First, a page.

Whether vaginal delivery or C-section, giving birth is likely the most physically demanding ordeal that most women will endure. After birth, new mothers need to return to regular exercise slowly and carefully. Your OB-GYN can sign-off on your return to activity after a successful post-partum check-up.
Changes to your Post-Partum Body
Pregnancy and childbirth make drastic changes to your body’s structures. During pregnancy, your body releases a hormone called relaxin, which allows your pelvis to expand to accommodate the baby. Unfortunately, relaxin can also weaken your abdominal muscles, loosen the joints, tendons, and ligaments, and soften bones, leaving you more prone to injury following childbirth.
Relaxin remains in the body for at least three months post-partum, and can remain even longer in women who are breastfeeding. Many women sustain a ligament or tendon injury after rushing into an exercise routine to recover their pre-pregnancy body weight. The key to avoiding this outcome is to take it slow.
When Can I Exercise Again Following Childbirth?
If your recovery is normal, you should be cleared to return to exercise at your 6-8 week check-up. However, at this point the emphasis should be on rehabilitation, and not exertion. The last thing you need as a new mother is to injure yourself when you should be enjoying time with your new baby and getting used to your new routine.
Incorporate Rehabilitation into Everyday Activities
With each movement in your new routine, you can learn to engage your muscles to strengthen your body and prepare for more vigorous exercise later.
- Lifting your baby, shouldering the diaper bag, and loading the stroller all require the use of your core muscles – your abdominals, diaphragm, obliques, lower back, and pelvic floor muscles will need plenty of rehabilitation in the 2-3 months after giving birth. Even simple daily movements can be risky if they’re performed carelessly.
- Sitting – Practice good posture. Avoid sitting on your tailbone for long periods of time. Imagine a string is attached to your crown, drawing your head and vertebrae upwards. Don’t hunch forward – roll your shoulder blades back and down. Your arms should bend at the sides of your torso, with your eyes gazing straight forward.
- Standing up from a chair – Bend forward at the waist. Use your hands to push off of your thighs while exhaling.
- Getting out of bed – Roll onto your side and bend your knees. Let your legs down off the bed, then use your arms to push yourself up.
- Breathing – Breath using your diaphragm. Fill your belly, not your chest, up with air. This engages your diaphragm and strengthens your abs. Exhale whenever you exert your core, such as when you pick up your baby.
Returning to Exercise
When your OB-GYN gives you the green light, walking is the perfect way to start slowly reincorporating exercise into your routine. You can start with a half-mile, and work your way up to 3-5 miles each day. Engage your core muscles while walking and breathe using your diaphragm.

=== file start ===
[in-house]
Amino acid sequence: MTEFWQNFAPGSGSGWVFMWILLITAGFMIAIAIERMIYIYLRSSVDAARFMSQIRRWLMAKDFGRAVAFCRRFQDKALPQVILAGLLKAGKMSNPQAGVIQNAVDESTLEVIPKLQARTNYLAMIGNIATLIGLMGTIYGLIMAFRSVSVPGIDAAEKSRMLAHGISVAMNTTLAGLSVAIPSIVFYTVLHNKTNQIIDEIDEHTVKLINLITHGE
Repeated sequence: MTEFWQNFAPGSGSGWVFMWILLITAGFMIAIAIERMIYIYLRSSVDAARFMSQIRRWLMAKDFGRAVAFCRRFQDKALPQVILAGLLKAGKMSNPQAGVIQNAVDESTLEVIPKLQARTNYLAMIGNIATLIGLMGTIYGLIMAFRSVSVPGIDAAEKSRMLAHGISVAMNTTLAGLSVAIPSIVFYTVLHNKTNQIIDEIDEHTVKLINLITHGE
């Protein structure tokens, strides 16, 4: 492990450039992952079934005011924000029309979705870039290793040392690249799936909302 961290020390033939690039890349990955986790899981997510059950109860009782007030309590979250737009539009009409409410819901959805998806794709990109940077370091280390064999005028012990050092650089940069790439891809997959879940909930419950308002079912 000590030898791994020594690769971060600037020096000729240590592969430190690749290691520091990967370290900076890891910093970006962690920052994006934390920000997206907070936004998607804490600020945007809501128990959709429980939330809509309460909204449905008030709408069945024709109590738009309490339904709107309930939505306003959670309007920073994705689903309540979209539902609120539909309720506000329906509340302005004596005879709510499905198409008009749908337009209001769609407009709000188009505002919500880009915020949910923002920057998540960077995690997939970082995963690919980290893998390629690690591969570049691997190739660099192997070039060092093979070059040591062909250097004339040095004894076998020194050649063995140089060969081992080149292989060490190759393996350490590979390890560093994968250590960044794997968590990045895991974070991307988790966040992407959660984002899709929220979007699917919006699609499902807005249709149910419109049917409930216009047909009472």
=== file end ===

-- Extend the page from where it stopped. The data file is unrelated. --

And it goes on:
You can incorporate more rigorous aerobic exercises, like the elliptical or jogging, after a few weeks of injury-free walking. If these are too strenuous on your joints, you might try swimming, bicycling, or yoga.
- Squat jumps
- Heel slides
- Heel lifts
- Mountain climbers
- Pilates 100s
- Any exercises that put too much strain on your abs
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What is Diastasis Recti?
Diastasis recti is a very common post-partum injury – about two-thirds of women experience diastasis recti, but few are able to identify the problem. The condition makes your belly appear to still be pregnant, even month after delivery. Many women believe this is stubborn baby weight and will overexert themselves trying to burn it off. About 30% of women are still affected at least one month after birth.
This condition has nothing to do with pregnancy weight or fat. Essentially, diastasis recti is a type of hernia, characterized by a separation of the right and left abdominal muscles, causing the distinguishing rounded stomach “paunch.” The separation is another effect of your loosening muscles and expanding uterus.
Identifying Diastasis Recti
You can actually detect diastasis recti for yourself at home. Lie on your back, while bending your knees, with your feet planted on the floor. Align the fingers of one hand along your abdominal midline at your bellybutton. Engage your core to bring just your head off the ground, and gently press your fingers into the midline. If you can feel a gap – two, three, or more fingers wide – then you may have diastasis recti.
Treating Diastasis Recti
If you believe you are experiencing diastasis recti, call your OB-GYN. The condition is usually treated with a gentle exercise routine, such as the one described above. Severe cases may be treated with surgical repair. Talk to your doctor about your questions and concerns.
If you have questions about exercising after pregnancy or any other OB-GYN concerns, we encourage you to call us at (844) 863-6700 or visit us at www.draliabadi.com.